by Wale Odunsi
One of the many attributes attached to Nigeria is that it possesses natural and human resources in large quantities. Considering this accolade, it hurts deeply to see some of our leaders come on board with a perceptible lack of clairvoyance. Their performance makes one meditate upon which category best suits them; a gift or burden to the nation.
In December 2012, speculations were rife that the Federal Capital Territoty Authority, FCTA, under the control of Minister of Federal Capital Territory, Senator Bala Abdukadir Mohammed, was set to put in place a new transport policy for the nation’s capital.
In January, the plan was announced via a release by the Minister’s press secretary, Mohammed Sule. The statement quoted Ms. Jamilah Tangaza, Bala’s Senior Special Assistant on Information Management Systems, as saying that the FCTA came up with the policy “to sanitize the system and get Abuja working by the year 2020.” In other words (and judging by recent events), we are attempting to become Africa’s London, while our people turn into slaves in their own land.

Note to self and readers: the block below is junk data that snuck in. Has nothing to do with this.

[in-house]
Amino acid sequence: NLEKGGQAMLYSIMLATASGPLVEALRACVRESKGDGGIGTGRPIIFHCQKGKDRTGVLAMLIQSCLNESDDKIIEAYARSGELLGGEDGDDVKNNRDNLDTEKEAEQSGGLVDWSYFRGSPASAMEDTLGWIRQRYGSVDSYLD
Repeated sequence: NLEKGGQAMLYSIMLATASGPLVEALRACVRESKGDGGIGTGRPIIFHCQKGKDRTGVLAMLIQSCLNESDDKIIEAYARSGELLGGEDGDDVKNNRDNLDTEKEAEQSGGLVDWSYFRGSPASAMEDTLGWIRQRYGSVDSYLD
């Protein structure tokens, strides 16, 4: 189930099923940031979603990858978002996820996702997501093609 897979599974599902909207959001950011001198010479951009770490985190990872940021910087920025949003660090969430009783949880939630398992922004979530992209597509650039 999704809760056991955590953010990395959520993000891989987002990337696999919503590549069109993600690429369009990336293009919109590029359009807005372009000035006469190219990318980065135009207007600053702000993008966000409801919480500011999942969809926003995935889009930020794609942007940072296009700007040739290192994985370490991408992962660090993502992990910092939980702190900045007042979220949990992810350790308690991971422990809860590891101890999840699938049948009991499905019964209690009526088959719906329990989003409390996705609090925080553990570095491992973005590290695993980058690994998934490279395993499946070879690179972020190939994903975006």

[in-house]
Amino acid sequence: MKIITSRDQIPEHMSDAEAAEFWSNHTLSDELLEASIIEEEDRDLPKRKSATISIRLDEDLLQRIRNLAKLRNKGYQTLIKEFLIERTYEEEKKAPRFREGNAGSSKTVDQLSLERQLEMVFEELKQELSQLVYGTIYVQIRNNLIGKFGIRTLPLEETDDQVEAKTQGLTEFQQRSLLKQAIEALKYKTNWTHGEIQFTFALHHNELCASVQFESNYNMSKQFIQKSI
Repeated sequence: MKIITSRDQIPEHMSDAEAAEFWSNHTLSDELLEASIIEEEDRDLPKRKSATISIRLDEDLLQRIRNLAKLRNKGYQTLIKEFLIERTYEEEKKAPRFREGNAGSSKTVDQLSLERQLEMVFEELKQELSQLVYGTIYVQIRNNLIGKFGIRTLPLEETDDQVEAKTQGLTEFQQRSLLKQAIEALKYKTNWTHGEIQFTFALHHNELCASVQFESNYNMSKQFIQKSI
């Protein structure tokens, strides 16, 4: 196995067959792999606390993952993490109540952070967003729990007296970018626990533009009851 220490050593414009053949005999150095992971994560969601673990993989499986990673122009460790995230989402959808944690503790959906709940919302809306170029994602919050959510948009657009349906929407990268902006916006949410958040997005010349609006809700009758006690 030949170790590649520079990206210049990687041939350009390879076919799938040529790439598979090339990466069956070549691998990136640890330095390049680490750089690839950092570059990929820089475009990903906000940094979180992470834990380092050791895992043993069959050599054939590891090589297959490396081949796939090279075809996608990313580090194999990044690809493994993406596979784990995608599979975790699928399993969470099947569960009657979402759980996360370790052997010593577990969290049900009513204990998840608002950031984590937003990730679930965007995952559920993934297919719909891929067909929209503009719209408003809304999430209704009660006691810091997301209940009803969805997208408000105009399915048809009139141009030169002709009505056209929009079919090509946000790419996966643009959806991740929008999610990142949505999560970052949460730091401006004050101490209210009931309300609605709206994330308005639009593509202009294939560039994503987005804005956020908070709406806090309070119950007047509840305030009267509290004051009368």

I doubt if Tangaza or her boss is/are aware that the comment is a slight on their overall Oga at the Top, President Goodluck Jonathan, who usually takes pride in describing Abuja as a model city. Well, Mr. Jona so you know; the time for pop Champagne is still seven years away.
Continuing, madam explained that the policy entails a restriction of operations of mini-buses, commonly called ‘Araba’, to certain routes and the high-capacity ones to other routes. Presently, the red-colored buses are about 350, whereas the least we need is 1000!
In mid-January through February, the order was enforced. The mini-buses were disallowed entry into Abuja, while the ones operating from within were dissipated. The condemnable decision, which caught everyone unawares, was later halted to allow for more consultations.